Methodical Snark critical reflections on how we measure and assess civic tech

Roundup: circumvention on the rise, costing closed contracting, better case selection, and a check list for digital methods



The costs of closed contracting: A recent study on contracting in Hungary finds corruption increases when abandoning open auction procurement for closed negotiation (specifically, costs rise 8% and productivity drops 12%.

Collaboration and adaptation lead to better development outcomes. This from a recently completed multi-year literature review, which finds positive outcomes associated with collaborative and locally led-approaches, as well as providing project staff opportunities to reflect, continuous learning, and trust and decision-making capacity at the front line of project implementation.

Conditions for engagement and reform: Multilevel analysis of data from the European Social Survey suggests that  citizens who distrust government institutions are more likely to sign protests, boycott products and participate in demonstrations. Interestingly, that effect is minimized by cultures of openness.  When seeking to increase engagement with participatory budgeting processes, on the other hand, citizen proposals, debates, and budgeting allocation are among the features identified in a review of over 60 applications and platforms. Meanwhile, countries adopt access to information laws when they have strong civil society and low political combination, and when international norms are salient. At least that’s the perfect cocktail suggested by fuzzy set qualitative comparative analysis in Government Information Quarterly, though “Necessity analysis shows that there are no necessary conditions for ATI law adoption.”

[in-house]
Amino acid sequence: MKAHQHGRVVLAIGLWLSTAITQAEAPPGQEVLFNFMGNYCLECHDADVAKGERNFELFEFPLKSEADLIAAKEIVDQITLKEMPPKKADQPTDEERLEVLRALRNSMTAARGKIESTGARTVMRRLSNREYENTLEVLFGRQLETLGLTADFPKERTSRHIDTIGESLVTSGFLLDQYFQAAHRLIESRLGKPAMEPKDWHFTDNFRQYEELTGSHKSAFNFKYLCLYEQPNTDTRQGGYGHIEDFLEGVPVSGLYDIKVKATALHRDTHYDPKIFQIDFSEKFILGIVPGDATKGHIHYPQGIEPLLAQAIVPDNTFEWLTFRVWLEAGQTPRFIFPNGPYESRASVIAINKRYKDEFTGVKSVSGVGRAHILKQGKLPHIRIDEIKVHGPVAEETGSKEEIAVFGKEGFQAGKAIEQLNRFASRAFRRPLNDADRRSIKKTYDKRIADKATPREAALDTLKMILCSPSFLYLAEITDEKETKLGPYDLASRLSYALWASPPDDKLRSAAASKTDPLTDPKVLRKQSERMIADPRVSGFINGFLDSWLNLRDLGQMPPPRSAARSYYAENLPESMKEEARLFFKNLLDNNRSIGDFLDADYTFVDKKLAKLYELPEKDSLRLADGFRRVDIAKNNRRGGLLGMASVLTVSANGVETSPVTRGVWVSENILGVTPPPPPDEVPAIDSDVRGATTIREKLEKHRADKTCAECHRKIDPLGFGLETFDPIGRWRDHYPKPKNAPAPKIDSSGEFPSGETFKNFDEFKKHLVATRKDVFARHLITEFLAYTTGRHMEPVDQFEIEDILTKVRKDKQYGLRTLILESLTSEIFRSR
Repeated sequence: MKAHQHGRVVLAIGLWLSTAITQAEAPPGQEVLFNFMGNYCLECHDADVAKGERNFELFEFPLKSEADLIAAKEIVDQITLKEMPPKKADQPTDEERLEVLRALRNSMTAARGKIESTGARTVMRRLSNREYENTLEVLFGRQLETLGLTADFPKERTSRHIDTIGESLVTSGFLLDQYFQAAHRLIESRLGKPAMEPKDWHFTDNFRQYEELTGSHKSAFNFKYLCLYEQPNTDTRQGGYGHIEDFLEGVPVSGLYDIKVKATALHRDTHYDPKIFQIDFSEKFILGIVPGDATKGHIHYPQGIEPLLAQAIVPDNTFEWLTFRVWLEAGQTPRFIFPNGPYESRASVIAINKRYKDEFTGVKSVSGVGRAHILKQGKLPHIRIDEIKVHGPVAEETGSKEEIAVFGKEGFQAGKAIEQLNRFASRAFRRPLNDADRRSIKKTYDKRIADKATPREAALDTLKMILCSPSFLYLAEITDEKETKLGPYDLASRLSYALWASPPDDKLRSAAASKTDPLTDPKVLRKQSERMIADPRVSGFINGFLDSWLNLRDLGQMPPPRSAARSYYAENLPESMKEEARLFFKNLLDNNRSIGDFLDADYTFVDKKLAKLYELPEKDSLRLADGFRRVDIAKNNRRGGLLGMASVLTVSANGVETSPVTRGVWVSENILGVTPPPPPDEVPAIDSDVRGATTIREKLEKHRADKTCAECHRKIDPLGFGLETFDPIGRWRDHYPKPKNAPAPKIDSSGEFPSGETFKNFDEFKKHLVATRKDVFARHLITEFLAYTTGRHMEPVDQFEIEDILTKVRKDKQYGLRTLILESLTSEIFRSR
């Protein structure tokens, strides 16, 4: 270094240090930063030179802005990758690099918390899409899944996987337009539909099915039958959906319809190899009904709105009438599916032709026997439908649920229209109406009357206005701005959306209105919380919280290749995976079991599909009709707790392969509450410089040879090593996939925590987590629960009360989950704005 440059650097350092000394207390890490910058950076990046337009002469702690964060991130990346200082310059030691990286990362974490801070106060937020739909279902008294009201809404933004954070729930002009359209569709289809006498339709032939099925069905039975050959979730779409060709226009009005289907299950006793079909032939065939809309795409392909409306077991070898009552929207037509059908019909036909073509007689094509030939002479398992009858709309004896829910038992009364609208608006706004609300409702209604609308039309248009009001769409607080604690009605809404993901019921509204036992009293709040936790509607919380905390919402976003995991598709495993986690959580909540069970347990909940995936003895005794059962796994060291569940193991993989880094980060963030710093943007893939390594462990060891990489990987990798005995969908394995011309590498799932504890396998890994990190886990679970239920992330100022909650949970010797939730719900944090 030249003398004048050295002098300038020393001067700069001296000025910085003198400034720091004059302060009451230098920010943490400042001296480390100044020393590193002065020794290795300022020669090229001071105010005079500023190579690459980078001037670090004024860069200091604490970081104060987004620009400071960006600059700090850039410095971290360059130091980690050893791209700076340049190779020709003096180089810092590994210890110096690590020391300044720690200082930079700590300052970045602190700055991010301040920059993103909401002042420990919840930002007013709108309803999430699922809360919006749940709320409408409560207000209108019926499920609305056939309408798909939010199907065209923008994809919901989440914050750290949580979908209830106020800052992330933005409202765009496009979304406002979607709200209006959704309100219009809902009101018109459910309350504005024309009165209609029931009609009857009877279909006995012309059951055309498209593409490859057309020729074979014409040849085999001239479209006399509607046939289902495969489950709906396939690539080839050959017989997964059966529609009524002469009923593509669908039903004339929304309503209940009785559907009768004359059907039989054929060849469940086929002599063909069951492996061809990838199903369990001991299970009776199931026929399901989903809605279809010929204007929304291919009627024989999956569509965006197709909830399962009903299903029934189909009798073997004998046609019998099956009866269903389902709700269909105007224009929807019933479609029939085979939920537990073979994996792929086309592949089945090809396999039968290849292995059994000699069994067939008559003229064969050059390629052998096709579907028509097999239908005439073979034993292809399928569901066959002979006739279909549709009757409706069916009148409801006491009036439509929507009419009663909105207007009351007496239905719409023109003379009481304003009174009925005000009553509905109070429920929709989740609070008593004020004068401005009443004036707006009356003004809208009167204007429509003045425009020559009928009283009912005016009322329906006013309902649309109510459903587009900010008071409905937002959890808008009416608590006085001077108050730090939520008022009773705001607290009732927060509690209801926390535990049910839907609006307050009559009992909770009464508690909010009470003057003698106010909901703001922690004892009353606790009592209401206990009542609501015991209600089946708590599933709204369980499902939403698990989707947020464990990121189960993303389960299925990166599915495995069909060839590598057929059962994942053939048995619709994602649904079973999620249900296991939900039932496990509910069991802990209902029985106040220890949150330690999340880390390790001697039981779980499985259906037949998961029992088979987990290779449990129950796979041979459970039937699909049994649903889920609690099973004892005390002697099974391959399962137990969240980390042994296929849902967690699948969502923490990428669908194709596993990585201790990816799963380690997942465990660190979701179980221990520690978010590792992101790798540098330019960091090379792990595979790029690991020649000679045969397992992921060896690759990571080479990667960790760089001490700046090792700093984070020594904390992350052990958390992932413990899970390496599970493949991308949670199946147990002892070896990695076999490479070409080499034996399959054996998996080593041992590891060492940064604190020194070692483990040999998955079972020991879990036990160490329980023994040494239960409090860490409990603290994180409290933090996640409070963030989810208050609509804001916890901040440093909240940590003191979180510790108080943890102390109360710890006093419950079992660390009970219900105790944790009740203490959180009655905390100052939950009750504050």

Circumvention on the rise. A new study finds that a whopping 11% of Chinese internet users are using circumvention tools (up from previous estimates of 2-3%), and they tend to be politically engaged and cynical of news media, but it’s hard to say much more than that about whether circumvention is advancing democratic values, as promised by article’s title. #clickbait.